Thanks for the game, and I'm by no means giving up on the French. I'm just having my doubts. The main problem with my play seems to be a lack of patience. I always try to find moves that seize the initiative and this doesn't work with the French unless White's attack has gone awry. Playing f6 too early just results in weakness, as does plying e5 for activity at the cost of a pawn. I view the initiative as very important but I haven't completely understood it in the French. Clearly the initiative should not come at the cost of a much worse position with good play, so f6 does not seize the initiative, it only seems to. I already feel that as a result of playing and studying the French I've gained a better understanding of chess. Now, I will try it in longer time control games.
  9. 07 Apr '07 07:03 / 1 edit
    Well, I'm getting A LOT better in the French. I played my first standard game with it and then a blitz game right after against significantly weaker opposition. Both were very tactical and entertaining. I also think I found a way to be more active after f6 to make up for the weakness. Please tell me what you think and where I can improve.

    [Event "ICC 20 20 u"]

    [Site "Internet Chess Club"]

    [Date "2007.04.07"]

    [Round "-"]

    [White "SOMEONE"]

    [Black "ExpertNewbie"]

    [Result "0-1"]

    [ICCResult "White resigns"]

    [WhiteElo "1551"]

    [BlackElo "2010"]

    [Opening "French: Steinitz, Boleslavsky variation"]

    [ECO "C11"]

    [NIC "FR.04"]

    [Time "00:12:18"]

    [TimeControl "1200+20"]



    1. e4 e6 2. d4 d5 3. Nc3 Nf6 4. e5 Nfd7 5. f4 c5 6. Nf3 Nc6 7. Be3 cxd4 8.

    Nxd4 Bc5 9. Qd2 O-O 10. O-O-O a6 11. Qf2 Bxd4 12. Bxd4 Nxd4 13. Qxd4 b5 14.

    Be2 Bb7 15. Rhf1 f6 16. exf6 Nxf6 17. h3 Qd6 18. Bd3 b4 19. Ne2 a5 20. g4

    Rfc8 21. Kb1 a4 22. g5 Nd7 23. h4 Ba6 24. h5 Bxd3 25. Qxd3 Nc5 26. Qe3 b3

    27. cxb3 axb3 28. axb3 Qa6 29. Nc3 Nxb3 30. Rfe1 d4 31. Qxe6+ Qxe6 32. Rxe6

    dxc3 33. bxc3 Ra1+ 34. Kc2 Rxd1 35. Kxd1 Rxc3 36. g6 Rc8 37. f5 Nd4 38. Re5

    Rf8 39. f6 gxf6 40. Rd5 Nf3 41. Rd7 hxg6 42. hxg6 Ne5 43. g7 Nxd7

    {White resigns}

    0-1



    [Event "ICC 8 10 u"]

    [Site "Internet Chess Club"]

    [Date "2007.04.07"]

    [Round "-"]

    [White "SOMEONE"]

    [Black "ExpertNewbie"]

    [Result "0-1"]

    [ICCResult "White resigns"]

    [WhiteElo "1347"]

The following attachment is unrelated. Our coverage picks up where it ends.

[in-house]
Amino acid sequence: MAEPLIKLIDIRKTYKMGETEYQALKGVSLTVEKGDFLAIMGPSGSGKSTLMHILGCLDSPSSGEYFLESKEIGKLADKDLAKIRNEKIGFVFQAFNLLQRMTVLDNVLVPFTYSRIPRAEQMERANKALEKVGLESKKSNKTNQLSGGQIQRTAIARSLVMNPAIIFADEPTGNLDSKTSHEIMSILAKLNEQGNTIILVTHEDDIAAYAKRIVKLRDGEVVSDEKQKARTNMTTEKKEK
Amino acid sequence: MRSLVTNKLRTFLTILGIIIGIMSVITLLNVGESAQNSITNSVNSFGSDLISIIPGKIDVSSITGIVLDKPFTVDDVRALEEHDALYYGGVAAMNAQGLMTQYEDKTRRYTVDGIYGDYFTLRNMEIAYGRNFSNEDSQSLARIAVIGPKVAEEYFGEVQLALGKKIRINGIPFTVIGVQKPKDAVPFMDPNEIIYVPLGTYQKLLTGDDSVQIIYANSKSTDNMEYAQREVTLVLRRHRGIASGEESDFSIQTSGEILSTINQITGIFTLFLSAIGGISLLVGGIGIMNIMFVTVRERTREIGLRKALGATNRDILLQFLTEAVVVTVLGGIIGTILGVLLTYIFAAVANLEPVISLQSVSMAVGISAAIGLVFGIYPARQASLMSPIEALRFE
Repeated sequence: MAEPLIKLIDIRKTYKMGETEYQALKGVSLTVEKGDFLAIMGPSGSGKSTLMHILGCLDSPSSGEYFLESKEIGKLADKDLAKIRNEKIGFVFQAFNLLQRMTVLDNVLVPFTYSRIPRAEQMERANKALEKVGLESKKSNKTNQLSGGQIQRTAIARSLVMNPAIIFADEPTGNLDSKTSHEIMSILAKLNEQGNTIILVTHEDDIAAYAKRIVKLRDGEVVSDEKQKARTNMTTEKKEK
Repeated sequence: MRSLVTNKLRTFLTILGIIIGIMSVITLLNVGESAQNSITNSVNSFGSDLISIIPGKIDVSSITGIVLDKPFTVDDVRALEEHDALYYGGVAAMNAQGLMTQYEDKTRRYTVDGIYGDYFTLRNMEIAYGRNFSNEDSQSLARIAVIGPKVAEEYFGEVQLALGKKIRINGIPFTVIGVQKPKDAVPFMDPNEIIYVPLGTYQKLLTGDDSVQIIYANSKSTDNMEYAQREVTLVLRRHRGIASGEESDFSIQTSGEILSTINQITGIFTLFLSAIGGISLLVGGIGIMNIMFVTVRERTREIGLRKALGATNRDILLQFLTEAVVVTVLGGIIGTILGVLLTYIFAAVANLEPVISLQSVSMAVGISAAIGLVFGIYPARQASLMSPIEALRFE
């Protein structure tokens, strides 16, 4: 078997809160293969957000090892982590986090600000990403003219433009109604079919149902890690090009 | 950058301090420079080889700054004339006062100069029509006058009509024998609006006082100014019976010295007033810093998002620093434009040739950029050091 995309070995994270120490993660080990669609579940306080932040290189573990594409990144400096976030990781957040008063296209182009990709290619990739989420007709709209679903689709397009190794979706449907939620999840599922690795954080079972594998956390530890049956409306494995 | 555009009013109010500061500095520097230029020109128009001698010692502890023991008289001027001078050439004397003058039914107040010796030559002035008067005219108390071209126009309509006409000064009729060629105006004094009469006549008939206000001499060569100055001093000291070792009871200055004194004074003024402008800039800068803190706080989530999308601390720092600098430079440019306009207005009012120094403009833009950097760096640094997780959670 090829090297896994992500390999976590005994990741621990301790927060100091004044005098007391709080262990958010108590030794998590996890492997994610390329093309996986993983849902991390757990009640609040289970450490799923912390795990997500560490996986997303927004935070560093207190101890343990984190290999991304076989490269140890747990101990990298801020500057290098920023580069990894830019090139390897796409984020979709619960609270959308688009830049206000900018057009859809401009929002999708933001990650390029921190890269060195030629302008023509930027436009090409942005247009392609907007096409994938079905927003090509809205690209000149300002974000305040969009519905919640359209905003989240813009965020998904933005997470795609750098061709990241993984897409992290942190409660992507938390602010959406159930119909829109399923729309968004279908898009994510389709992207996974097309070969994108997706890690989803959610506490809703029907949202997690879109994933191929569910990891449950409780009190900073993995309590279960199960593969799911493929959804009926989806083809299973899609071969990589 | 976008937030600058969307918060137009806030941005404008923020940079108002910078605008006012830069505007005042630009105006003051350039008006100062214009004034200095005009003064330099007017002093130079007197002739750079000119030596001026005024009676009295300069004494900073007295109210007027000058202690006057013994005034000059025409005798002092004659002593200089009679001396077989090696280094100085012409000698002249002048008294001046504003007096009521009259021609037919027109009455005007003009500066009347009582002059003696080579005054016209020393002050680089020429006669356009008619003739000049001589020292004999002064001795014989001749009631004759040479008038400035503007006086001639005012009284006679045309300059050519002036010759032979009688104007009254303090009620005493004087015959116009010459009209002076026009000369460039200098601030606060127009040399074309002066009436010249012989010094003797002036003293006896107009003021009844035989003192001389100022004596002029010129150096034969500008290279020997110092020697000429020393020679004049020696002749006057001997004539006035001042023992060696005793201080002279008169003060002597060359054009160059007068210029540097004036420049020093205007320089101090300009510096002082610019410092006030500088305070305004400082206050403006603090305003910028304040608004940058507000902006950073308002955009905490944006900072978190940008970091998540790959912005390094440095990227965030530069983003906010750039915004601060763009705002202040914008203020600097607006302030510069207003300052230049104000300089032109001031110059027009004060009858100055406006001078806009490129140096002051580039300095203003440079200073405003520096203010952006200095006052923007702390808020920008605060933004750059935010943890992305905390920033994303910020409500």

[BlackElo "1557"]

    [Opening "French: Burn variation"]

    [ECO "C11"]

    [NIC "FR.05"]

    [Time "02:22:44"]

    [TimeControl "480+10"]



    1. e4 e6 2. d4 d5 3. Nc3 Nf6 4. Bg5 dxe4 5. Nxe4 Be7 6. Bxf6 gxf6 7. c3 f5

    8. Ng3 c5 9. Bb5+ Bd7 10. Bxd7+ Nxd7 11. Qh5 Nf6 12. Qe2 Qd5 13. Nf3 h5 14.

    h4 cxd4 15. O-O-O O-O-O 16. Rxd4 Qxa2 17. Rc4+ Kb8 18. Ne5 Ne4 19. Rxe4 fxe4

    20. Nxf7 Rc8 21. Nxh8 Bf6 22. Nxe4 Bxc3 {White resigns} 0-1
  10. 10 Apr '07 00:40
    Sorry dude, I was on vacation. I will look over these games and help you out once I get some freetime. Peace.
  11. 11 Apr '07 06:55
    On more than one occasion, I considered getting John Watson's Play the French 3ED, but I hesitated, thinking that databases and chess engines are enough. Moreover, I was not sure the book was recent enough, even for an opening not quite as sharp as the Sicilian. (2004) However, realizing how much the French is based on ideas, rather than just variations, I am very tempted to get it.

    Is the book worth getting for someone just starting with the French at an 1800 level? Also, is it possible that a new edition would be released very soon? (this year)
  12. 11 Apr '07 13:46
    Originally posted by exigentsky
    On more than one occasion, I considered getting John Watson's Play the French 3ED, but I hesitated, thinking that databases and chess engines are enough. Moreover, I was not sure the book was recent enough, even for an opening not quite as sharp as the Sicilian. (2004) However, realizing how much the French is based on ideas, rather than just variations, ...[text shortened]... an 1800 level? Also, is it possible that a new edition would be released very soon? (this year)
    The french defense lovers clan endorses that book . You might be surprised how sharp some french lines do get.... If you can figure out when to play Ng8-e7-f5 and when to play Ng8-e7-g6 with f6 or Ng8-h6 etc. Of course the two main ideas are c5 and f6 but f6 gets very tricksy.
  13. 11 Apr '07 18:01
    So, I guess this is a recommendation to get it. I will probably do that. However, any idea when the 2nd ED was released? Maybe the span of time between the 3rd and 4th ED would be the same as between the 2nd and 3rd.
  14. 11 Apr '07 18:32
    Originally posted by exigentsky
    So, I guess this is a recommendation to get it. I will probably do that. However, any idea when the 2nd ED was released? Maybe the span of time between the 3rd and 4th ED would be the same as between the 2nd and 3rd.
    The one thing to know about the book is that it is a repertoire book and he choose the Winawer as his line of choice against 3. Nc3. He has two different lines he suggests and I think he gives a brief coverage of the classical, but I don't recall (I always play the Winawer).
  15. 11 Apr '07 18:44
    What I would do if I was having problems in one opening is to do a search of stronger player games on that opening. I posted a game here recently where my engine played poorly vs the French in the engine room. Looking at a few GM games like Short-Korchnoi I soon realised what was wrong.